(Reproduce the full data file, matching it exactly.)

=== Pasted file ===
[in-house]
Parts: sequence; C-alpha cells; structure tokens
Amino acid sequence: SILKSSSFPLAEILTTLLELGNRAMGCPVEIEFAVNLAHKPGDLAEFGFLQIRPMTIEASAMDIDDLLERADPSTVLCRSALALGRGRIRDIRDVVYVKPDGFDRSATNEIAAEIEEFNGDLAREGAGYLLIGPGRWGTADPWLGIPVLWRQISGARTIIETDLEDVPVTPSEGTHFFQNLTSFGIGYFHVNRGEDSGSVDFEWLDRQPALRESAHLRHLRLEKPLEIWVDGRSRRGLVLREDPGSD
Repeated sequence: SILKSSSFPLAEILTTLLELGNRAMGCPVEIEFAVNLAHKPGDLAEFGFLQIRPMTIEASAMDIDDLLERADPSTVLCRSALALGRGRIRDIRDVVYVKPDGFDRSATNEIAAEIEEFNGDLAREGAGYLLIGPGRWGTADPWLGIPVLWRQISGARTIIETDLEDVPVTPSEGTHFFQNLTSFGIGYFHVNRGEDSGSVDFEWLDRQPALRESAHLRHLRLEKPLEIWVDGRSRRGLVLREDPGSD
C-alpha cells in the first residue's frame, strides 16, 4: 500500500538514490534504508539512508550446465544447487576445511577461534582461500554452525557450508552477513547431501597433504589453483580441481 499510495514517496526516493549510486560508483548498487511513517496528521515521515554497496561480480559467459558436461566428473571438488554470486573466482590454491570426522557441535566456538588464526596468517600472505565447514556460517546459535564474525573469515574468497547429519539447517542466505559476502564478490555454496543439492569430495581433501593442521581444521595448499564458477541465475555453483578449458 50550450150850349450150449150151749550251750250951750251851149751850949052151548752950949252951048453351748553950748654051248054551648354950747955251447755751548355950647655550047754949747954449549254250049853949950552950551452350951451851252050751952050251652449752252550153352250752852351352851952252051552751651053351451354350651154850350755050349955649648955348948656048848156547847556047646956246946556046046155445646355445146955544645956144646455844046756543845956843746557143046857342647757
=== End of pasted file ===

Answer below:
[in-house]
Parts: sequence; C-alpha cells; structure tokens
Amino acid sequence: SILKSSSFPLAEILTTLLELGNRAMGCPVEIEFAVNLAHKPGDLAEFGFLQIRPMTIEASAMDIDDLLERADPSTVLCRSALALGRGRIRDIRDVVYVKPDGFDRSATNEIAAEIEEFNGDLAREGAGYLLIGPGRWGTADPWLGIPVLWRQISGARTIIETDLEDVPVTPSEGTHFFQNLTSFGIGYFHVNRGEDSGSVDFEWLDRQPALRESAHLRHLRLEKPLEIWVDGRSRRGLVLREDPGSD
Repeated sequence: SILKSSSFPLAEILTTLLELGNRAMGCPVEIEFAVNLAHKPGDLAEFGFLQIRPMTIEASAMDIDDLLERADPSTVLCRSALALGRGRIRDIRDVVYVKPDGFDRSATNEIAAEIEEFNGDLAREGAGYLLIGPGRWGTADPWLGIPVLWRQISGARTIIETDLEDVPVTPSEGTHFFQNLTSFGIGYFHVNRGEDSGSVDFEWLDRQPALRESAHLRHLRLEKPLEIWVDGRSRRGLVLREDPGSD
C-alpha cells in the first residue's frame, strides 16, 4: 500500500538514490534504508539512508550446465544447487576445511577461534582461500554452525557450508552477513547431501597433504589453483580441481 499510495514517496526516493549510486560508483548498487511513517496528521515521515554497496561480480559467459558436461566428473571438488554470486573466482590454491570426522557441535566456538588464526596468517600472505565447514556460517546459535564474525573469515574468497547429519539447517542466505559476502564478490555454496543439492569430495581433501593442521581444521595448499564458477541465475555453483578449458 50550450150850349450150449150151749550251750250951750251851149751850949052151548752950949252951048453351748553950748654051248054551648354950747955251447755751548355950647655550047754949747954449549254250049853949950552950551452350951451851252050751952050251652449752252550153352250752852351352851952252051552751651053351451354350651154850350755050349955649648955348948656048848156547847556047646956246946556046046155445646355445146955544645956144646455844046756543845956843746557143046857342647757